What weapons to send to Ukraine? How debate shifted from helmets to tanks.

Photo for The Washington Post by Heidi Levine.
Tanks flying Ukrainian flags pass a checkpoint in Kyiv’s Obolon district on Feb. 28.

Ukrainian officials are clear on what they want from the United States and Europe: weapons. Big, heavy weapons. Not helmets. Tanks.

They say they need these weapons now, not later. And a lot of them.

The message has been broadly the same from the start of Russia’s invasion, when Ukrainian President Volodymyr Zelensky reportedly said “I need ammunition, not a ride,” to this past week, when Foreign Minister Dmytro Kuleba told NATO leaders in Brussels that he had a threefold agenda: “weapons, weapons and weapons.”

But in the United States and Europe, the discussions over what types of weapons to send are far different from what they were just six weeks ago.

This is a pivotal moment of the war, and as the battlefield shifts, the sorts of weapons Ukrainian forces need are changing, too. There is no longer a fear that the Ukrainian capital, Kyiv, could fall within days. Russian forces are repositioning for a fight over eastern Ukraine — what many predict will be full-scale confrontation on flat, open, rural terrain, between infantry, armor and artillery, in the kind of engagements not seen in generations.

On Saturday, Britain’s Prime Minister Boris Johnson made a surprise visit to Kyiv to meet with Zelensky. His main message was about weapons: that Britain would supply 120 more armored vehicles, in addition to anti-ship missile systems to support Ukraine in the Black Sea.

This next phase of war in Ukraine could be “protracted” — “measured in months or longer,” national security adviser Jake Sullivan warned at a White House briefing. It could look like something from World War II, with two large armies facing off, Kuleba told NATO foreign ministers earlier this week.

“To win such a war, we need different help than what we have been receiving before,” said Ukraine’s defense minister, Oleksii Reznikov, in a video appeal released Thursday. “We want to liberate the enemy-occupied territories as soon as possible. To do this, we need other weapons.”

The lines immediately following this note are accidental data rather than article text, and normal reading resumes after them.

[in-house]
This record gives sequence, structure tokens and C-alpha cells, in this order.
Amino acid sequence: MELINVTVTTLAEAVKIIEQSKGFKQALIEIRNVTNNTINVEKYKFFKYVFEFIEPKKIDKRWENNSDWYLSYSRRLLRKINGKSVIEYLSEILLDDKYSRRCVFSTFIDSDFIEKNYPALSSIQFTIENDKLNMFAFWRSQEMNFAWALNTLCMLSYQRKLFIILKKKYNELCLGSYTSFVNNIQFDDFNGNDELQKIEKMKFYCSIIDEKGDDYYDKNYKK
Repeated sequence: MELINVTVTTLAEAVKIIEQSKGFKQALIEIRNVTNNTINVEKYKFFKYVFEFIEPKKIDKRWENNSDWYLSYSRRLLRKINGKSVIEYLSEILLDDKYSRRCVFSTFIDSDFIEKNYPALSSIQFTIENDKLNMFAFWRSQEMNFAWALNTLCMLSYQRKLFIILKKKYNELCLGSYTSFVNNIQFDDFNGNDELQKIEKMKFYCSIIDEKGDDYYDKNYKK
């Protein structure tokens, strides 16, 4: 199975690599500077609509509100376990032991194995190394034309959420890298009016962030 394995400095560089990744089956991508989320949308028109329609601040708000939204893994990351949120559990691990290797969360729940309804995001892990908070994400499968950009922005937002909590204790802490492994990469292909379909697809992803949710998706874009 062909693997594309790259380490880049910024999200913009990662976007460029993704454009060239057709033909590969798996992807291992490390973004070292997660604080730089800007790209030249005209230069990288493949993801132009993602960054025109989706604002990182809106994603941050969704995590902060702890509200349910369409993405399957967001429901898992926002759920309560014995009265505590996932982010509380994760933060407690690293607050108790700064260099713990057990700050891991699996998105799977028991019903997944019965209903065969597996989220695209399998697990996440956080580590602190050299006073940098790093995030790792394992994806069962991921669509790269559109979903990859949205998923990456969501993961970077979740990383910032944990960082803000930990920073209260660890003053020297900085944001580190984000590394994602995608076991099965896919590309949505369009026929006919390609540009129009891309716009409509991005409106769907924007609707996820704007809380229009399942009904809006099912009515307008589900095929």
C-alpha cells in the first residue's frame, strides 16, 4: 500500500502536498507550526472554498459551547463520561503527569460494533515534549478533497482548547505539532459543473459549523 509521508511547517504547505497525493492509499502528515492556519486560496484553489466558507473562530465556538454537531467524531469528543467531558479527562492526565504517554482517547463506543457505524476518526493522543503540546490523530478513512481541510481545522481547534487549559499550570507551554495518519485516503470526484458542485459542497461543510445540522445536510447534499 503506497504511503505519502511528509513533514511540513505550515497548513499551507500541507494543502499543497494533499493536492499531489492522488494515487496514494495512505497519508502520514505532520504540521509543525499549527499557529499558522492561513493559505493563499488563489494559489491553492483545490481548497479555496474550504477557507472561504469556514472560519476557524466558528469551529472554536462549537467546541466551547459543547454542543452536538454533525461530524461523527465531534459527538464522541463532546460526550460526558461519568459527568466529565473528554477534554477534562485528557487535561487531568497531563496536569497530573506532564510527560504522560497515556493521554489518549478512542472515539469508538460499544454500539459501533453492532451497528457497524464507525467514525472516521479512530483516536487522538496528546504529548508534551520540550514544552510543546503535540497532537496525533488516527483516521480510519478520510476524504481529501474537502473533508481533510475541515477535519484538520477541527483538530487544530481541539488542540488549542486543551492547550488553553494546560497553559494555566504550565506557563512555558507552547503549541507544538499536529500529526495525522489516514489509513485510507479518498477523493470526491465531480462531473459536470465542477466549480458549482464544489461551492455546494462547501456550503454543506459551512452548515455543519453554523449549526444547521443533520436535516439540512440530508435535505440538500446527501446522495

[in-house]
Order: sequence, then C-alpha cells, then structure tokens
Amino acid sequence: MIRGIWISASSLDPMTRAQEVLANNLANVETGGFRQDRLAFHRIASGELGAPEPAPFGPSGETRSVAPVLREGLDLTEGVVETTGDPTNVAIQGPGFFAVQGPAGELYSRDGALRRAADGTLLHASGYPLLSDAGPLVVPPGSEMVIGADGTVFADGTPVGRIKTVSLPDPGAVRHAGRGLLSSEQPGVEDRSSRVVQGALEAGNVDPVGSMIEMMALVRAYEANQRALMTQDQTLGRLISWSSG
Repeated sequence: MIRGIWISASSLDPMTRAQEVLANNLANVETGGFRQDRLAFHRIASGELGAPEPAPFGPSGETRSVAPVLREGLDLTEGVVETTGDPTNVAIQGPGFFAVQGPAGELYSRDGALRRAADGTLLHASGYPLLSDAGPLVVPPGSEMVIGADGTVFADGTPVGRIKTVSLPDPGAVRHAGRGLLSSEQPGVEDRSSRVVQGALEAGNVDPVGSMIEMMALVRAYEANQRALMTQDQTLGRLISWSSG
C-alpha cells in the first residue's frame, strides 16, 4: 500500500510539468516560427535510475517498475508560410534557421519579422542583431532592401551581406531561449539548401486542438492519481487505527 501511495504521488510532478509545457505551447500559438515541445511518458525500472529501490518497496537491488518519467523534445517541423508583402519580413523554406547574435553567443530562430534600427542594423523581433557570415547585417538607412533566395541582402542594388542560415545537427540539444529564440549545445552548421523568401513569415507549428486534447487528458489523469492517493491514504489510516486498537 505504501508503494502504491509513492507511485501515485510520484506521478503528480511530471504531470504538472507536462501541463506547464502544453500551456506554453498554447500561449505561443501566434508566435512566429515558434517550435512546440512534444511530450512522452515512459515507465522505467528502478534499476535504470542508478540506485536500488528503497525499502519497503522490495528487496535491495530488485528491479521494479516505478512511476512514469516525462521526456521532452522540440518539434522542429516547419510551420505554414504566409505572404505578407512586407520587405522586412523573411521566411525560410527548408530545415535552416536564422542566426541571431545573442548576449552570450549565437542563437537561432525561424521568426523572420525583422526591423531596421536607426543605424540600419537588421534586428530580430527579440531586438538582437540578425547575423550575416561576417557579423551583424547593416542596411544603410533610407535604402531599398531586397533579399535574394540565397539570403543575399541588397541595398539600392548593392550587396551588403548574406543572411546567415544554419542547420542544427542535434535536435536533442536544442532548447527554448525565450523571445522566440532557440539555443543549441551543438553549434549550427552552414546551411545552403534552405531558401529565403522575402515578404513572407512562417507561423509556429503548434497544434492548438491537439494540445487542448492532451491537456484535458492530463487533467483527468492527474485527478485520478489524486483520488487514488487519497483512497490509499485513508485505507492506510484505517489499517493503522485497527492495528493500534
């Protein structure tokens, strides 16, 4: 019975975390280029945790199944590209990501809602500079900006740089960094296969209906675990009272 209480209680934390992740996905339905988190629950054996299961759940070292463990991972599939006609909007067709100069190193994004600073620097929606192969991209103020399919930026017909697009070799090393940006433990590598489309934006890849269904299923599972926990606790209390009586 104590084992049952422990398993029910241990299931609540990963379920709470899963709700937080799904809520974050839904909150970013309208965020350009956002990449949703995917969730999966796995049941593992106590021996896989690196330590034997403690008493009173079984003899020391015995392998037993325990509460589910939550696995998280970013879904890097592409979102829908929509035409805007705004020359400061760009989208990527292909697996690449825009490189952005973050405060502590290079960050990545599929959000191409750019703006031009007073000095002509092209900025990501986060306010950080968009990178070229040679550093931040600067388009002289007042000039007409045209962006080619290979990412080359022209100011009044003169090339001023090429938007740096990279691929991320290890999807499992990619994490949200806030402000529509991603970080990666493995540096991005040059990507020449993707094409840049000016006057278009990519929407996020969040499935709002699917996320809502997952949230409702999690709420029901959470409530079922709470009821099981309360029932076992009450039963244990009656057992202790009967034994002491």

In the early days of fighting, NATO countries worried that the weaponry they gave to Ukraine might be quickly captured by superior Russian forces, or that Ukrainian troops did not have the time to train to use new equipment effectively, or that sending offensive weapons would escalate the conflict and enrage Russian President Vladimir Putin, who was rattling his nuclear sword.

Weapons are easier to give than to take back.

But as the war has gone on, those concerns have begun to recede. Now, some NATO countries are preparing to supply Ukraine with more lethal, sophisticated, long-range and heavily armored weapons.

The question is whether those will come as fast as Ukrainian officials want — to stop Russia’s advance and push out Russian troops.

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Since the Feb. 24 invasion, Western governments have supplied Ukraine with billions of dollars worth of weapons, including thousands of easy-to-use, shoulder-fired missile systems, which proved especially deadly, in the hands of small Ukrainian commando groups, in slowing, stopping and then reversing the Russian assault on Kyiv.

These “shoot-and-scoot” launchers were decisive, according to military analysts. “We know that military assistance is having a critical impact on this conflict,” Sullivan said Monday, highlighting the U.S.-produced, shoulder-fired antiaircraft Stingers and antitank Javelins that have been shipped to Ukraine.